REVENGE OF THE CLINGERS (Obama legacy: Eight years of hope and change and look who we might be getting in the White House and at the head of the Free world)

    « The establishment has trillions of dollars at stake in this election. For those who control the levers of power in Washington and for the global special interests. They partner with these people who don’t have your good in mind. It’s a global power structure that is responsible for the economic decisions that have robbed our working class, stripped our country of its wealth and put that money into the pockets of a handful of large corporations and political entities. »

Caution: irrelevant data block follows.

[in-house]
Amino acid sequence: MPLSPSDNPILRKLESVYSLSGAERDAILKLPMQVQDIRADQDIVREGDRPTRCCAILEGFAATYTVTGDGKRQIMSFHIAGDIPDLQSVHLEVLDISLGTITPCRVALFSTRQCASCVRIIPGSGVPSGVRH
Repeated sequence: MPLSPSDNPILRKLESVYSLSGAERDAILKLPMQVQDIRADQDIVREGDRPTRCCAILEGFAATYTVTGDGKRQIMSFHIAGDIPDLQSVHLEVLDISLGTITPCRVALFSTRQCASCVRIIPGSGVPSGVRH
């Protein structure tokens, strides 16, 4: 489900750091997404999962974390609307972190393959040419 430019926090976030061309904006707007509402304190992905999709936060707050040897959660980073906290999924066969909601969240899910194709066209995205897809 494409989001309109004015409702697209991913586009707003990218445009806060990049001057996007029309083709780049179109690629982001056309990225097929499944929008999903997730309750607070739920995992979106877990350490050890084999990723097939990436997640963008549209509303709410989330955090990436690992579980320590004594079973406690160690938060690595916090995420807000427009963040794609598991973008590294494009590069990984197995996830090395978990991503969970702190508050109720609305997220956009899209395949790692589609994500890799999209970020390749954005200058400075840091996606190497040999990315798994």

Trump ad